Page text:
Why do my cookies crumble easily?
Although it’s true that overcooking can make cookies crumble easily, there are a few other things that can cause the problem. Some of them include using too much flour and not adding enough fat or water. Overmixing the cookie dough can also result in crumbly cookies as a result of too much gluten.
Just as important to avoid serving as undercooked cookies are overcooked cookies.
One of the signs that your cookies are baked longer than necessary is that they’re crumbly as there’s not enough moisture left in them. Also, overbaked cookies are dry, hard and darker in color.
Crumbly cookies can also be blamed on the cookie dough not having enough fat — fat adds flavor, richness and softness. In some instances, it can be due to adding less water than the recipe requires or overmixing the dough, which is something that can cause more gluten to form, thus making the resulting cookies tough and crumby.
Read Also: How To Fix Crumbly Cookie Dough
How do I store leftover cookie dough properly?
Leftover cookie dough can be stored in the refrigerator. For cookies with the best quality, cookie dough in the fridge should be used within 3 days. Leftover cookie dough may also be stored in the freezer, where it will stay fresh for up to 3 months. Do not leave raw cookie dough at room temperature for 2 to 4 hours.
Refrain from throwing away leftover cookie dough. Similarly, as talked about earlier, do not eat raw cookie dough as it may leave you suffering from food poisoning and experiencing its nasty symptoms.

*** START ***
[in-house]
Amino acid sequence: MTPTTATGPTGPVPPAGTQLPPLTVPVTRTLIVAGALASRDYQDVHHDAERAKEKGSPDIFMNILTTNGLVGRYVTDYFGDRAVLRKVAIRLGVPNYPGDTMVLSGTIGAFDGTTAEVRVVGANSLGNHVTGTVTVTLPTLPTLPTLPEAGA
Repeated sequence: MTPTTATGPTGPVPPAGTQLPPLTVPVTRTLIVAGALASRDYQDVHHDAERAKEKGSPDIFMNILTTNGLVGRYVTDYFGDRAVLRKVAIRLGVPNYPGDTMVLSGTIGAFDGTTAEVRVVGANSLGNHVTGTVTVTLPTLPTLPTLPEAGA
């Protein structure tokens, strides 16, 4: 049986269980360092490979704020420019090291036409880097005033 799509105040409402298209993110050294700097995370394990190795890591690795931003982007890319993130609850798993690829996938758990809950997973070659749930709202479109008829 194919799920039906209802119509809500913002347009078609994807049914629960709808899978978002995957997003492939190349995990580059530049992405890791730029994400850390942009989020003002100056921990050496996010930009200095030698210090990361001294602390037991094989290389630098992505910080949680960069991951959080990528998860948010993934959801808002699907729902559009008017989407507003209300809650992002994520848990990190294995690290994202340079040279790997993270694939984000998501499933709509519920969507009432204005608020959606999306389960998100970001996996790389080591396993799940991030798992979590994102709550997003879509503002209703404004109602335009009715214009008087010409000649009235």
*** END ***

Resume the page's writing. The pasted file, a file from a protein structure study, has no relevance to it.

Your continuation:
You can either refrigerate or freeze leftover cookie dough.
Before you do so, wrap raw cookie dough in saran wrap or place it in a refrigerator- and freezer-safe airtight container. Raw cookie dough can keep in the fridge for 5 to 10 days, but it’s best to use it within 3 days. In the freezer, leftover cookie dough can keep for up to 3 months with minimal effect on its quality.
Just Before You Attempt to Deal With Undercooked Cookies
There are many things that can leave you with a hot cookie sheet filled with underbaked cookies. Sometimes it’s due to the use of the wrong proportions of ingredients, like using too much flour or adding too little fat.
But at times it can be brought about by an oven temperature that’s too low or taking the cookies out of the oven too early. It can also be because you have forgotten to preheat the oven to the right temperature or turn the cookie sheets 180° approximately halfway through the baking time.
Especially if the cause of undercooked cookies is oven related, fret not.
What you can do is follow the tips above on rebaking undercooked cookies using either your oven or your microwave. Also, don’t forget to keep in mind the tricks above on how to prevent underbaked cookies.